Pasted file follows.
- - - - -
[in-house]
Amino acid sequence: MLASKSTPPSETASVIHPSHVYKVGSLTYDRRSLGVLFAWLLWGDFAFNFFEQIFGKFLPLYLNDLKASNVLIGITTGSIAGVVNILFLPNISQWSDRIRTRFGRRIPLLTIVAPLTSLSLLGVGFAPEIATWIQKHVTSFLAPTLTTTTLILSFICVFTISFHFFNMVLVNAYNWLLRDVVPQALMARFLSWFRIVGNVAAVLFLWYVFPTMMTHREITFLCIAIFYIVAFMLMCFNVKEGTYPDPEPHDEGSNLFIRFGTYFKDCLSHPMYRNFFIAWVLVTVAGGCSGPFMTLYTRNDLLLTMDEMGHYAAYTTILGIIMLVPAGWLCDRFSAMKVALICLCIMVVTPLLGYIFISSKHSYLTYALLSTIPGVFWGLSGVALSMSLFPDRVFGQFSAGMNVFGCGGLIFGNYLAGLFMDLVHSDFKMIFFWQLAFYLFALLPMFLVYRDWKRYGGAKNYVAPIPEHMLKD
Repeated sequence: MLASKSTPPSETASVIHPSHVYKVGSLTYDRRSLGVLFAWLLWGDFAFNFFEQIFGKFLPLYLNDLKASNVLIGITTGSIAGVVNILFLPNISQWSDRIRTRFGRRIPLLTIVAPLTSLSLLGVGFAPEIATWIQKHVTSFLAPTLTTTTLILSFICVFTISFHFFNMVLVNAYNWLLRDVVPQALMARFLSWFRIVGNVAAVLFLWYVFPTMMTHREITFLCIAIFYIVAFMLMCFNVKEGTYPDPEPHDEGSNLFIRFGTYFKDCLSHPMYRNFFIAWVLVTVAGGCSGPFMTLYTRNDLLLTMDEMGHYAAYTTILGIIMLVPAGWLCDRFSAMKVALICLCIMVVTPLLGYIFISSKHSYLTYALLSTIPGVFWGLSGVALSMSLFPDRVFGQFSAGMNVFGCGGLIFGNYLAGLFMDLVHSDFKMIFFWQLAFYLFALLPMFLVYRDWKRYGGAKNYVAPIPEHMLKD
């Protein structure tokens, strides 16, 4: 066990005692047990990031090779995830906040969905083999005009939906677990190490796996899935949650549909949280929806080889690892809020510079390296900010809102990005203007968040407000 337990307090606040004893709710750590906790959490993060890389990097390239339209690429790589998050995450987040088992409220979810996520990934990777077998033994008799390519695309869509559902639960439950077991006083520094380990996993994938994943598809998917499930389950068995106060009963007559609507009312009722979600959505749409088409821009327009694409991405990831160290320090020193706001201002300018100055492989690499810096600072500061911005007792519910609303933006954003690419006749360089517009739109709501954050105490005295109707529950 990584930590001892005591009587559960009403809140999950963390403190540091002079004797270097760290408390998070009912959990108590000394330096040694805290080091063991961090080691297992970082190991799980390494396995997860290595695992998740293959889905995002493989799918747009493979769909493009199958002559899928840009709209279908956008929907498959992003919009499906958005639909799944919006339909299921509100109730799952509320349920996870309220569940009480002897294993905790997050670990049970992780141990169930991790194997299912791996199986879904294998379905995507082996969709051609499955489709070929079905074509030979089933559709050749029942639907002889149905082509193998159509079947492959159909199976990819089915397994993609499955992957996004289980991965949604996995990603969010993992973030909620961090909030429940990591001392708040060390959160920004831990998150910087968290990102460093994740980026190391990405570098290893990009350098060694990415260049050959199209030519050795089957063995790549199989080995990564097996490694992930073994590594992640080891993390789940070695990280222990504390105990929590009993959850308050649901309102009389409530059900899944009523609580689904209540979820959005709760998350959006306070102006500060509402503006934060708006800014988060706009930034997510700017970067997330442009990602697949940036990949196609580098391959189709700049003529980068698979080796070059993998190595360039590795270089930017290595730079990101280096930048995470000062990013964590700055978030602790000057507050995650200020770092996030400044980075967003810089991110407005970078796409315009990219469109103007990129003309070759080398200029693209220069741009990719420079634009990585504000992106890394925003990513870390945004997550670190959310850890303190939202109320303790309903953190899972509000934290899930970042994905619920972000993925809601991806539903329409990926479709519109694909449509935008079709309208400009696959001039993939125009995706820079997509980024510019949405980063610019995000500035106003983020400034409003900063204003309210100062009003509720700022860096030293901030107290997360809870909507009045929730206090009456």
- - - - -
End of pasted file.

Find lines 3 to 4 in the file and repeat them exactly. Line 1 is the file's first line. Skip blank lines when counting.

Repeated sequence: MLASKSTPPSETASVIHPSHVYKVGSLTYDRRSLGVLFAWLLWGDFAFNFFEQIFGKFLPLYLNDLKASNVLIGITTGSIAGVVNILFLPNISQWSDRIRTRFGRRIPLLTIVAPLTSLSLLGVGFAPEIATWIQKHVTSFLAPTLTTTTLILSFICVFTISFHFFNMVLVNAYNWLLRDVVPQALMARFLSWFRIVGNVAAVLFLWYVFPTMMTHREITFLCIAIFYIVAFMLMCFNVKEGTYPDPEPHDEGSNLFIRFGTYFKDCLSHPMYRNFFIAWVLVTVAGGCSGPFMTLYTRNDLLLTMDEMGHYAAYTTILGIIMLVPAGWLCDRFSAMKVALICLCIMVVTPLLGYIFISSKHSYLTYALLSTIPGVFWGLSGVALSMSLFPDRVFGQFSAGMNVFGCGGLIFGNYLAGLFMDLVHSDFKMIFFWQLAFYLFALLPMFLVYRDWKRYGGAKNYVAPIPEHMLKD
């Protein structure tokens, strides 16, 4: 066990005692047990990031090779995830906040969905083999005009939906677990190490796996899935949650549909949280929806080889690892809020510079390296900010809102990005203007968040407000 337990307090606040004893709710750590906790959490993060890389990097390239339209690429790589998050995450987040088992409220979810996520990934990777077998033994008799390519695309869509559902639960439950077991006083520094380990996993994938994943598809998917499930389950068995106060009963007559609507009312009722979600959505749409088409821009327009694409991405990831160290320090020193706001201002300018100055492989690499810096600072500061911005007792519910609303933006954003690419006749360089517009739109709501954050105490005295109707529950 990584930590001892005591009587559960009403809140999950963390403190540091002079004797270097760290408390998070009912959990108590000394330096040694805290080091063991961090080691297992970082190991799980390494396995997860290595695992998740293959889905995002493989799918747009493979769909493009199958002559899928840009709209279908956008929907498959992003919009499906958005639909799944919006339909299921509100109730799952509320349920996870309220569940009480002897294993905790997050670990049970992780141990169930991790194997299912791996199986879904294998379905995507082996969709051609499955489709070929079905074509030979089933559709050749029942639907002889149905082509193998159509079947492959159909199976990819089915397994993609499955992957996004289980991965949604996995990603969010993992973030909620961090909030429940990591001392708040060390959160920004831990998150910087968290990102460093994740980026190391990405570098290893990009350098060694990415260049050959199209030519050795089957063995790549199989080995990564097996490694992930073994590594992640080891993390789940070695990280222990504390105990929590009993959850308050649901309102009389409530059900899944009523609580689904209540979820959005709760998350959006306070102006500060509402503006934060708006800014988060706009930034997510700017970067997330442009990602697949940036990949196609580098391959189709700049003529980068698979080796070059993998190595360039590795270089930017290595730079990101280096930048995470000062990013964590700055978030602790000057507050995650200020770092996030400044980075967003810089991110407005970078796409315009990219469109103007990129003309070759080398200029693209220069741009990719420079634009990585504000992106890394925003990513870390945004997550670190959310850890303190939202109320303790309903953190899972509000934290899930970042994905619920972000993925809601991806539903329409990926479709519109694909449509935008079709309208400009696959001039993939125009995706820079997509980024510019949405980063610019995000500035106003983020400034409003900063204003309210100062009003509720700022860096030293901030107290997360809870909507009045929730206090009456």